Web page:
Worker Thread Protocol

July 30th, 2009

When two components are used together, let’s call them A and B, it is a good approach to figure out who is using whom, and if A is using B then B should not know about A and vice versa.

This rule of thumb lowers complexity and makes both refactoring and re-use of code easier.

One scenario where it might be appealing to ignore this rule is when outsourcing computation to a worker thread, but here it is actually more important to stick with it.

Let us say we want to search folders recursively and provide the user with status about where we are in the process.

To provide this status we can have the worker thread send a message back to the main thread to let it know which folder it is presently searching, but this breaks the rule! The main thread sets up the worker thread and will also terminate it, should the user abort the search, so the main thread clearly knows about the worker thread (and need to). If the worker thread sends back messages, then it knows about the main thread.

Synchronous Message Deadlock

If we do synchronous message passing then this simple design can lead to a deadlock. E.g. if the worker thread sends back a status update and at the same time, the main thread sends a terminate message to the worker then both threads are stuck waiting for the other to acknowledge the message.

Asynchronous Message Race Condition

By using asynchronous message passing we avoid the deadlock but instead introduce potential race conditions. The main thread may send a terminate message to an already completed worker thread, because it hasn’t received a “did terminate” message yet, or the worker thread may send a status update to the main thread after the main thread sent a terminate message.

This may lead to messages sent to disposed objects or resources being leaked, it is not impossible to “get right” but it is definitely not a simple problem.

The Solution: Polling

While polling in general should be avoided, it fits this problem very well. Our search code will look something like the following (C++):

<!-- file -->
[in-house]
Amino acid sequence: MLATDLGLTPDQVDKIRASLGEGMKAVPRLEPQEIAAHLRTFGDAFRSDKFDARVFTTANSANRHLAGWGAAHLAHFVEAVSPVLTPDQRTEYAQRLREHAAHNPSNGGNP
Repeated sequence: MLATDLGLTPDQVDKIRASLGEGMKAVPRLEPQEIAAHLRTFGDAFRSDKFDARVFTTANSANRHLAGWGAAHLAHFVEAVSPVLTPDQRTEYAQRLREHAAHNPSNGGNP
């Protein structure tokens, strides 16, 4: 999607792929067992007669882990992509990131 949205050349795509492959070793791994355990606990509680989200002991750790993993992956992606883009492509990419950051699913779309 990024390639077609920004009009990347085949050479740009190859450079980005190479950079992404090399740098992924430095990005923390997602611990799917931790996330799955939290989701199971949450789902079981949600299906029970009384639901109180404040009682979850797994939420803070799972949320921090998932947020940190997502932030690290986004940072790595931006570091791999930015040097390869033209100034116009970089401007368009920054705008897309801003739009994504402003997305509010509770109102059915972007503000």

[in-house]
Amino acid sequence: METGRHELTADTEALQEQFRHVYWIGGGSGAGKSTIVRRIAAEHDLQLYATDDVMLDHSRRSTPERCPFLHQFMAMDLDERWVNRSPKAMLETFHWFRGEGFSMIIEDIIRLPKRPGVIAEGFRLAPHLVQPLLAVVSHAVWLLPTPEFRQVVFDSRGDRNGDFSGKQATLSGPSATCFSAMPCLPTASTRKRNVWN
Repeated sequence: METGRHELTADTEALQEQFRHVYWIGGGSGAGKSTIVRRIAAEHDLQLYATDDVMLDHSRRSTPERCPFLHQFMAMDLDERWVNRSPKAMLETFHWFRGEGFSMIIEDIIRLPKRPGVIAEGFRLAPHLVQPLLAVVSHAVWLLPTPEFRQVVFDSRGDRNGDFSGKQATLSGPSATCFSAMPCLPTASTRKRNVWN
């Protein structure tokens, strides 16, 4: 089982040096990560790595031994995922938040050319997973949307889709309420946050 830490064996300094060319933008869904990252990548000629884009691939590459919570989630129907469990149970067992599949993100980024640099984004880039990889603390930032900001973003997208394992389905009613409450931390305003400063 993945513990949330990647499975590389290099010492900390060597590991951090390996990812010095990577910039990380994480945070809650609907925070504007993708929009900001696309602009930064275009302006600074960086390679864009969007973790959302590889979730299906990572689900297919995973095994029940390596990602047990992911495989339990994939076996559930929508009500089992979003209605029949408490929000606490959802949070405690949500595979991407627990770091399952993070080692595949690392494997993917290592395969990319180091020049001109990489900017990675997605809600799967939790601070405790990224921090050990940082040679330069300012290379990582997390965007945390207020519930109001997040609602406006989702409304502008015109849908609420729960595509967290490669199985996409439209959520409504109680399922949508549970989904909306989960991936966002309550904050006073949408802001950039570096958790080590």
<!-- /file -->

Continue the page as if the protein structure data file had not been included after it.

class searcher
    volatile bool keep_running, done;
    std::vector<std::string> results;

    searcher () : keep_running(true), done(false) { }

    void start_search (std::string const& src)
        std::vector<std::string> toSearch(1, src);
        while(keep_running && !toSearch.empty())
            std::vector<std::string> tmp;

            // pseudo-code:
            folder = toSearch.pop()
            for each file in folder
               tmp.push(file)      if file matches criterion
               toSearch.push(file) if file.type == folder

            results.insert(results.end(), tmp.begin(), tmp.end());
        done = true;

    void stop_search ()
        keep_running = false;

    std::vector<std::string> get_results ()
        std::vector<std::string> res;
        return res;

    bool is_done () const
        return done;

This encapsulates the searching, but does not use a thread itself. The get_results member function though is thread safe, so a user can spawn a thread, call start_search in that thread. In the main thread a timer is started, and get_results is periodically called (together with is_done).

When is_done returns true, the main thread knows that the search is done and can stop the timer (and delete the searcher object).


In addition to avoiding the potential deadlock and/or race conditions, two other advantages with this approach is:

  1. Separation of concerns. The search code is completely self-contained and does not need to incorporate knowledge about threads or message passing. This makes it easier to re-use it, e.g. if we are making unit tests we can test the code without needing to involve an actual worker thread.
  2. Free throttling! In a user interface we don’t want to refresh the progress more than a few times per second, so we simply set the timer to fire e.g. 5 times per second. Had we instead made the worker thread signal the main thread, it would be difficult to control the number of messages sent. For example searching a 4600 RPM disk might only produce one new result per second, so here it might be ideal to signal the main thread whenever we get a new result, but say we are searching an SSD disk, the disk cache is hot, or there are hundreds of matches per folder, then we flood our main thread to a point where it may affect perceived performance.

Closing Remarks

I started by writing that if A knows about B, B should not know about A. When deciding which of the two should know about the other, it should be the component most likely to be re-used, which should not know about the other component.

In the above example we made the search code be the candidate for re-use by not letting it have any dependencies (knowledge about other objects), in a MVC pattern it is the view and model we want to re-use, and so, these do not know about any of the other parts.

[by Allan Odgaard]

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